"The Psychological Implications of Sims II Gameplay and How it Reflects Your Individual Neurosis" by Mortimer Goth

I haven't played Sims II since I went to visit Liz in Park Slope, but she and Luke are coming to Philly this weekend so I played for a little while last night remembering again how enjoyable it's not. In the way I play the game, everything is about keeping them happy and fulfilling their goals. I have one family that's maxed out in life goals, but I can't just relax; I have to continue to pursue their dreams. This is because I am a control freak in many ways and don't ever like to see anyone be unhappy if I can do something about it (Florence Nightingale syndrome with a sarcastic side). Conversely, Luke creates pudgy characters with bad afros (Corey Crouton, for one) and let's his life unspool into chaos and flies. He will actually let a Sim pee himself. This suggests to me that he has a little less anxiety than I do and that he's not so worried about order in his life. Liz plays in similar way--she likes to watch them do their own thing (in my opinion, this means that she's too slow), but what it probably means is that she isn't as concerned about them getting everything done in the most efficient manner. She's much more laid back and easy going than I am. Julie likes the decorating and building part and so does Shawn. They are graphic designers in real life. I suppose I like the story end of it, but with Sims, unless you take chances, there isn't much of a story--nothing really dramatic happens. So, that is my conundrum in digital life--I want something interesting to occur but I don't want to take the risk that it might end catastrophically.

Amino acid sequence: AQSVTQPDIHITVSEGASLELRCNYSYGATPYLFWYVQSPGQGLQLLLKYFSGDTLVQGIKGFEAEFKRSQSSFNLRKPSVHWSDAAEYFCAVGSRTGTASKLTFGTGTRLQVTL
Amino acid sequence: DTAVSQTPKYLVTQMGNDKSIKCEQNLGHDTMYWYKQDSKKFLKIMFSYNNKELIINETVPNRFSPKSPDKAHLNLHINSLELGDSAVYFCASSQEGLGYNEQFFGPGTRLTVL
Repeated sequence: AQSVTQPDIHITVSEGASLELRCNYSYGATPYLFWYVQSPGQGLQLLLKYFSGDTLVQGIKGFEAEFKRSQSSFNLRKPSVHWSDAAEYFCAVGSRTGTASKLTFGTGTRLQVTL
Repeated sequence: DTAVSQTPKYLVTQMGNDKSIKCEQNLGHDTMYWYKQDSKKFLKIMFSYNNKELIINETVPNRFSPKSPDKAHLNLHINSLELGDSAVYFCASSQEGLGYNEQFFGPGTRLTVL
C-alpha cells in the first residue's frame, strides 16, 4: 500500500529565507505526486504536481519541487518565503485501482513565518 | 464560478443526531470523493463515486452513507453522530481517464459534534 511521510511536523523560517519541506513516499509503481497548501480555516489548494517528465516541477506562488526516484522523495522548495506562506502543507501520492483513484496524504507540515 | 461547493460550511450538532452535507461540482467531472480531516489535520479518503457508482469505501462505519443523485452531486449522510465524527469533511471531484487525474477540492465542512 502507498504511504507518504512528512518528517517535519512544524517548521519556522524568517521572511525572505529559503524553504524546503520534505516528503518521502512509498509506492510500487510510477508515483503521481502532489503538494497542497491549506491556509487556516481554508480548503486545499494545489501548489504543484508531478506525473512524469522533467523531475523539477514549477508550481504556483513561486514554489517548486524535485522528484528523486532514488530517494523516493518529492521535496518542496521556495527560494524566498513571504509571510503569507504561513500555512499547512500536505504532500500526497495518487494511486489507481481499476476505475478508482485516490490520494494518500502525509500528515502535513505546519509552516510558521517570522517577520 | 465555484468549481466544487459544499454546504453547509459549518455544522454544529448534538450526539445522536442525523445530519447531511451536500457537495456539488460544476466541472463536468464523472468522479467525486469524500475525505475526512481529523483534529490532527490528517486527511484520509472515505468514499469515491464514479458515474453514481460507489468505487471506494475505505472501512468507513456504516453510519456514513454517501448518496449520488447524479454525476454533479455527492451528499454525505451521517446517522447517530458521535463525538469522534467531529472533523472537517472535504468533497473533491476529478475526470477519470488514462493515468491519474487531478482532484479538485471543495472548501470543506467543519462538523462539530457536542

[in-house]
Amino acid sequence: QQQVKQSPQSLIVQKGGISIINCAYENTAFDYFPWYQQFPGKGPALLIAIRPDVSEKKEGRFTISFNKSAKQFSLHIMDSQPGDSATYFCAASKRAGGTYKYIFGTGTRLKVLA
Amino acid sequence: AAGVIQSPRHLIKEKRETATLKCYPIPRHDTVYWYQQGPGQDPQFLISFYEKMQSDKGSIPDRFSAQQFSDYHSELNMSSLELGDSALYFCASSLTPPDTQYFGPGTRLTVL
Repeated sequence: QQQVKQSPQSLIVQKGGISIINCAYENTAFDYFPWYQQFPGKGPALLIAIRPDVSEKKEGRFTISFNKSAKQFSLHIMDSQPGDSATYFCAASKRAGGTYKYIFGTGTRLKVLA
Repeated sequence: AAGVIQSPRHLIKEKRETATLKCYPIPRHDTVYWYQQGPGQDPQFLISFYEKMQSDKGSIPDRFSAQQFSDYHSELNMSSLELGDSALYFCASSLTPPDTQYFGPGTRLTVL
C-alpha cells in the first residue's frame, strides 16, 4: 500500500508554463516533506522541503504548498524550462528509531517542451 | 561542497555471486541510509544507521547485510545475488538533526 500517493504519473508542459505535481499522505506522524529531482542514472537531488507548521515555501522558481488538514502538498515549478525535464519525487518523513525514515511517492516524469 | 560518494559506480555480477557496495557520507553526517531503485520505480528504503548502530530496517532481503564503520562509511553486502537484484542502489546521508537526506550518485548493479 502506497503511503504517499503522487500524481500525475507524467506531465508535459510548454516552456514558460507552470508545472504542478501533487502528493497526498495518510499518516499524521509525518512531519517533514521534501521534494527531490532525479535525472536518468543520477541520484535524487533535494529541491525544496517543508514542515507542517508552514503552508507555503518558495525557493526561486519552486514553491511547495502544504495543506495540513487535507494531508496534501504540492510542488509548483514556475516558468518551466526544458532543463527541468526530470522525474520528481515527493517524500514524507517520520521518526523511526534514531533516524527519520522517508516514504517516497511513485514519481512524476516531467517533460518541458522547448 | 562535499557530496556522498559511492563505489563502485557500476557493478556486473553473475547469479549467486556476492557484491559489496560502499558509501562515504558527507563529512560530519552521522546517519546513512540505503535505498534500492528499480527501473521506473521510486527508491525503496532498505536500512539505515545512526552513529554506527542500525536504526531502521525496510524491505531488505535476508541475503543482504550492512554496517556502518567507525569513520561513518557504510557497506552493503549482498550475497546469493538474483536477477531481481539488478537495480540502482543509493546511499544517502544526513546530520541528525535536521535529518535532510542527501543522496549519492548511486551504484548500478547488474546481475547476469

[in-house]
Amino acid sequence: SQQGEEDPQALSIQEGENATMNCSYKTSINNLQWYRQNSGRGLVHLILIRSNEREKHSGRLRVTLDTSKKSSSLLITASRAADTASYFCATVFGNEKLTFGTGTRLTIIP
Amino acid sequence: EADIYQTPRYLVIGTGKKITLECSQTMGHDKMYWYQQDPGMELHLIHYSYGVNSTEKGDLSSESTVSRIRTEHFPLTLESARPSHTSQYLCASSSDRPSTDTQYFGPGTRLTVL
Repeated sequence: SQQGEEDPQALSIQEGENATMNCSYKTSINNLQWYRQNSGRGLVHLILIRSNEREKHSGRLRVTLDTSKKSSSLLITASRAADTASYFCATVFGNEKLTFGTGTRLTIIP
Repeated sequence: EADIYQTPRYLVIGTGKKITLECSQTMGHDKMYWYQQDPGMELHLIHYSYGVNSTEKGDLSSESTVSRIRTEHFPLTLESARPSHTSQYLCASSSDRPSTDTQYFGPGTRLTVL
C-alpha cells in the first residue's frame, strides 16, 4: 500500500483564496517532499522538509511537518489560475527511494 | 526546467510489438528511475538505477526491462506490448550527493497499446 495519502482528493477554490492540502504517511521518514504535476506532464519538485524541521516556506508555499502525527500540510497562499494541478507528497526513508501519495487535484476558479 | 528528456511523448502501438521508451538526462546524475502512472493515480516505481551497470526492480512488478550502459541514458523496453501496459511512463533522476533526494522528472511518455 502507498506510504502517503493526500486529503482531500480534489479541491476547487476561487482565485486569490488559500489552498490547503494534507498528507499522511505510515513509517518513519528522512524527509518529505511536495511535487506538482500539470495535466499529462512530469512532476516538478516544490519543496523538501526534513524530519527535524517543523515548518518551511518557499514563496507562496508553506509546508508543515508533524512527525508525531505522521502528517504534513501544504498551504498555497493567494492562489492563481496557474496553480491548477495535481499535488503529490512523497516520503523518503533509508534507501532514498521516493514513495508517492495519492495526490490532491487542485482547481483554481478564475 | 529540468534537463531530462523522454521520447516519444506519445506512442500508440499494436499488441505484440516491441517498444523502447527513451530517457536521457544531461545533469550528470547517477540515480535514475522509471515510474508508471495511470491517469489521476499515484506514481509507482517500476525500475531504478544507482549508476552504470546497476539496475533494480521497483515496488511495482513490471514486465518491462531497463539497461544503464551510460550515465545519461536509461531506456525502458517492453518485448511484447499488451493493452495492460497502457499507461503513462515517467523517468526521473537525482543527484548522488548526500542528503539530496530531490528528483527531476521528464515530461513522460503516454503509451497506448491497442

Here is a photo Shawn made of Gretel and Henri as they will appear in their upcoming wedding:


Liz said…
um, are the cats really getting married? that's a little creepy.
jodie said…
what about that jodie character who got pregnant and then dumped her baby in a garbage can or something like that? SHE wasn't very successful.